What rising wage pressures could mean for inflation
Why it matters: Even after 18 months of Federal Reserve tightening and abundant recession chatter, the ability of workers to achieve pay gains has hardly diminished.
- It's creating more sustained inflation risks while simultaneously bolstering household finances.
Driving the news: The Employment Cost Index, the gold standard measure of what employers spend on compensation, rose 1.1% in the third quarter, the Labor Department said. That's a tick higher than in Q2 and above analysts' expectations.
- Over the last year, wages and salaries for all civilian workers are up 4.6%, unchanged from Q2 and well above the 3% or so that prevailed just before the pandemic.
- Meanwhile, the UAW and the Big Three automakers have reached deals in recent days that will give workers 25% raises over the coming years and boost compensation by 150% for a low-paid tier of temporary workers.
State of play: Both the union move and the new data reflect a delayed-reaction process. Groups of workers are finally catching up to the realities of the post-pandemic job market, which has been defined by labor scarcity.
- Automakers have made boatloads of money in the last three years, empowering their union to demand a clawback of concessions they made during the dark days of 2009.
- The ECI number was pushed upward by state and local government employees, who saw a 1.5% gain in total compensation in Q3 and 4.8% over the past year. Those workers' pay and benefits hadn't kept up with private sector gains in the hot labor markets of 2021 and 2022, but they're now catching up.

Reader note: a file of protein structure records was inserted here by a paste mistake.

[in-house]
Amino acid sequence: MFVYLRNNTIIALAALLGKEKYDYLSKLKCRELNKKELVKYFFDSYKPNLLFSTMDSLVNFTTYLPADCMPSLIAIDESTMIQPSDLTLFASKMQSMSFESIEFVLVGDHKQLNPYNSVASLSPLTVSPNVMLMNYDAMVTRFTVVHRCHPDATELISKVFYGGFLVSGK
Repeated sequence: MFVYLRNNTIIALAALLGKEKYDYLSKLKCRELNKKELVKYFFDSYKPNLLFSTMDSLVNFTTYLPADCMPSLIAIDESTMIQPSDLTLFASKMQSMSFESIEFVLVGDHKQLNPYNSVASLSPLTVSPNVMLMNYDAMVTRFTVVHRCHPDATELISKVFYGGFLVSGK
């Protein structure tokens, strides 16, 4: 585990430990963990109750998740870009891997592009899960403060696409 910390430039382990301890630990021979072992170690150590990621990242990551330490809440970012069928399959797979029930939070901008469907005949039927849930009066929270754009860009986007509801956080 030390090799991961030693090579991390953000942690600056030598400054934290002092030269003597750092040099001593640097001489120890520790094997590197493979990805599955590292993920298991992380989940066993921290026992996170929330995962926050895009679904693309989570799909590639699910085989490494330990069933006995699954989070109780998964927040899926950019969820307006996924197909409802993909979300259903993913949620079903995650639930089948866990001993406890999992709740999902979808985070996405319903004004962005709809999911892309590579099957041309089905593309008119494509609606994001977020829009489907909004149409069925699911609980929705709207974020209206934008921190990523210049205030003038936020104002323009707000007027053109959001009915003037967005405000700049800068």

Between the lines: Between higher compensation and lower inflation, workers are now seeing real gains in their purchasing power. The open question is whether inflation can continue its downward march, given wage growth running persistently high.
- Moreover, the string of major union deals — the new autoworkers' pact and a generous UPS deal with the Teamsters over the summer among them — implies that further wage pressures are in train.
- Non-unionized employers compete in the same labor market as companies locked into contracts promising strong gains, giving their workers more leverage to demand raises.
The bottom line: There are signs the jobs market has come off its high boil of 2021-22, but continued strong wage growth could create a floor under inflation, leading the Fed to tighten further.